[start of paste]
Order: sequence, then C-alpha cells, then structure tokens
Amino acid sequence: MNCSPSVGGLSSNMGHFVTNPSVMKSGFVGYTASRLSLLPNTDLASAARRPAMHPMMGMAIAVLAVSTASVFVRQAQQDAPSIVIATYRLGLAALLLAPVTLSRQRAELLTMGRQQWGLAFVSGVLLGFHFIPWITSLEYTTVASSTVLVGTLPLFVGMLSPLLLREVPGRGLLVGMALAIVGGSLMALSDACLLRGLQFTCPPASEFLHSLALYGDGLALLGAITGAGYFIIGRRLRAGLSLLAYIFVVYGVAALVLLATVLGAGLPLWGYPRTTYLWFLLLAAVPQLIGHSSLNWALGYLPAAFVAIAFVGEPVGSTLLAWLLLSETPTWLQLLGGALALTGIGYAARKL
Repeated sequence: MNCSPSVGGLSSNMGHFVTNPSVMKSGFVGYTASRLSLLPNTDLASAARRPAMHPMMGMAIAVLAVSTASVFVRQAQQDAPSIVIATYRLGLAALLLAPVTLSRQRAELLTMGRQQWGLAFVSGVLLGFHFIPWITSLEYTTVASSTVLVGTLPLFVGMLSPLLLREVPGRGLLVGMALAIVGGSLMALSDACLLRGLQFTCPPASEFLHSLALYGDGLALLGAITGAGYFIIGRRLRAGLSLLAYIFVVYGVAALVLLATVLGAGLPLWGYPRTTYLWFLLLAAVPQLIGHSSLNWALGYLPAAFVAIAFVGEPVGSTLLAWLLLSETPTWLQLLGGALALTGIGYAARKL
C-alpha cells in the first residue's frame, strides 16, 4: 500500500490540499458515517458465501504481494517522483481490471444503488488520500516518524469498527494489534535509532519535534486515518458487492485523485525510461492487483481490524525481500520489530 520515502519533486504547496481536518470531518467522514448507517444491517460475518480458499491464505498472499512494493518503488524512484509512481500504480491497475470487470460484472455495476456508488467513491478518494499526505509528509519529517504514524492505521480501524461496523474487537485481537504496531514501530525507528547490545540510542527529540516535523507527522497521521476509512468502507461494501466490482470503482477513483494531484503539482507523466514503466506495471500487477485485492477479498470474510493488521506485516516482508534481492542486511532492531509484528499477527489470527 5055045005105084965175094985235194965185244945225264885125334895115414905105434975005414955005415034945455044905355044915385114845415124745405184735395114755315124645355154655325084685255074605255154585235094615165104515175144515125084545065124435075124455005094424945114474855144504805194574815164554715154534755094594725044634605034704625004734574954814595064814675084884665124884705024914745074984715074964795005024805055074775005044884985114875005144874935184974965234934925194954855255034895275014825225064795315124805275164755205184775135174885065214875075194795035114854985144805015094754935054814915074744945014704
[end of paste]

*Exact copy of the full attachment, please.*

Order: sequence, then C-alpha cells, then structure tokens
Amino acid sequence: MNCSPSVGGLSSNMGHFVTNPSVMKSGFVGYTASRLSLLPNTDLASAARRPAMHPMMGMAIAVLAVSTASVFVRQAQQDAPSIVIATYRLGLAALLLAPVTLSRQRAELLTMGRQQWGLAFVSGVLLGFHFIPWITSLEYTTVASSTVLVGTLPLFVGMLSPLLLREVPGRGLLVGMALAIVGGSLMALSDACLLRGLQFTCPPASEFLHSLALYGDGLALLGAITGAGYFIIGRRLRAGLSLLAYIFVVYGVAALVLLATVLGAGLPLWGYPRTTYLWFLLLAAVPQLIGHSSLNWALGYLPAAFVAIAFVGEPVGSTLLAWLLLSETPTWLQLLGGALALTGIGYAARKL
Repeated sequence: MNCSPSVGGLSSNMGHFVTNPSVMKSGFVGYTASRLSLLPNTDLASAARRPAMHPMMGMAIAVLAVSTASVFVRQAQQDAPSIVIATYRLGLAALLLAPVTLSRQRAELLTMGRQQWGLAFVSGVLLGFHFIPWITSLEYTTVASSTVLVGTLPLFVGMLSPLLLREVPGRGLLVGMALAIVGGSLMALSDACLLRGLQFTCPPASEFLHSLALYGDGLALLGAITGAGYFIIGRRLRAGLSLLAYIFVVYGVAALVLLATVLGAGLPLWGYPRTTYLWFLLLAAVPQLIGHSSLNWALGYLPAAFVAIAFVGEPVGSTLLAWLLLSETPTWLQLLGGALALTGIGYAARKL
C-alpha cells in the first residue's frame, strides 16, 4: 500500500490540499458515517458465501504481494517522483481490471444503488488520500516518524469498527494489534535509532519535534486515518458487492485523485525510461492487483481490524525481500520489530 520515502519533486504547496481536518470531518467522514448507517444491517460475518480458499491464505498472499512494493518503488524512484509512481500504480491497475470487470460484472455495476456508488467513491478518494499526505509528509519529517504514524492505521480501524461496523474487537485481537504496531514501530525507528547490545540510542527529540516535523507527522497521521476509512468502507461494501466490482470503482477513483494531484503539482507523466514503466506495471500487477485485492477479498470474510493488521506485516516482508534481492542486511532492531509484528499477527489470527 5055045005105084965175094985235194965185244945225264885125334895115414905105434975005414955005415034945455044905355044915385114845415124745405184735395114755315124645355154655325084685255074605255154585235094615165104515175144515125084545065124435075124455005094424945114474855144504805194574815164554715154534755094594725044634605034704625004734574954814595064814675084884665124884705024914745074984715074964795005024805055074775005044884985114875005144874935184974965234934925194954855255034895275014825225064795315124805275164755205184775135174885065214875075194795035114854985144805015094754935054814915074744945014704